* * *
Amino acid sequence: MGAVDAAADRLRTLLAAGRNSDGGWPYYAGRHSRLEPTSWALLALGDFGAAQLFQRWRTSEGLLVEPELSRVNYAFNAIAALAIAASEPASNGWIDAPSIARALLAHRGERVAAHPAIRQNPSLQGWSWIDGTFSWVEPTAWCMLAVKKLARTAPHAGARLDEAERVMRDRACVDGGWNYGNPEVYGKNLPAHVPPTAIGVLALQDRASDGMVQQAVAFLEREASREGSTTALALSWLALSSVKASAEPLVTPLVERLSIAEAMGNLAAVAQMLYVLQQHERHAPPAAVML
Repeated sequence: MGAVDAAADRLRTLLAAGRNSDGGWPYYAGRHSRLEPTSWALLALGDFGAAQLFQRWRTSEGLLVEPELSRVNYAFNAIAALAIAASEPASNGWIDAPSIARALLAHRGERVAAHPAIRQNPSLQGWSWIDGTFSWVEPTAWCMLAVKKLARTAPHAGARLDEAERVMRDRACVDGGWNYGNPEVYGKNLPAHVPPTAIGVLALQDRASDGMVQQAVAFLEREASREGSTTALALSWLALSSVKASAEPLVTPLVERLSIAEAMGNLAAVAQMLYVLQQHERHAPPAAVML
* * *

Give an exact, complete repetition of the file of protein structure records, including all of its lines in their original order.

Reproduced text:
Amino acid sequence: MGAVDAAADRLRTLLAAGRNSDGGWPYYAGRHSRLEPTSWALLALGDFGAAQLFQRWRTSEGLLVEPELSRVNYAFNAIAALAIAASEPASNGWIDAPSIARALLAHRGERVAAHPAIRQNPSLQGWSWIDGTFSWVEPTAWCMLAVKKLARTAPHAGARLDEAERVMRDRACVDGGWNYGNPEVYGKNLPAHVPPTAIGVLALQDRASDGMVQQAVAFLEREASREGSTTALALSWLALSSVKASAEPLVTPLVERLSIAEAMGNLAAVAQMLYVLQQHERHAPPAAVML
Repeated sequence: MGAVDAAADRLRTLLAAGRNSDGGWPYYAGRHSRLEPTSWALLALGDFGAAQLFQRWRTSEGLLVEPELSRVNYAFNAIAALAIAASEPASNGWIDAPSIARALLAHRGERVAAHPAIRQNPSLQGWSWIDGTFSWVEPTAWCMLAVKKLARTAPHAGARLDEAERVMRDRACVDGGWNYGNPEVYGKNLPAHVPPTAIGVLALQDRASDGMVQQAVAFLEREASREGSTTALALSWLALSSVKASAEPLVTPLVERLSIAEAMGNLAAVAQMLYVLQQHERHAPPAAVML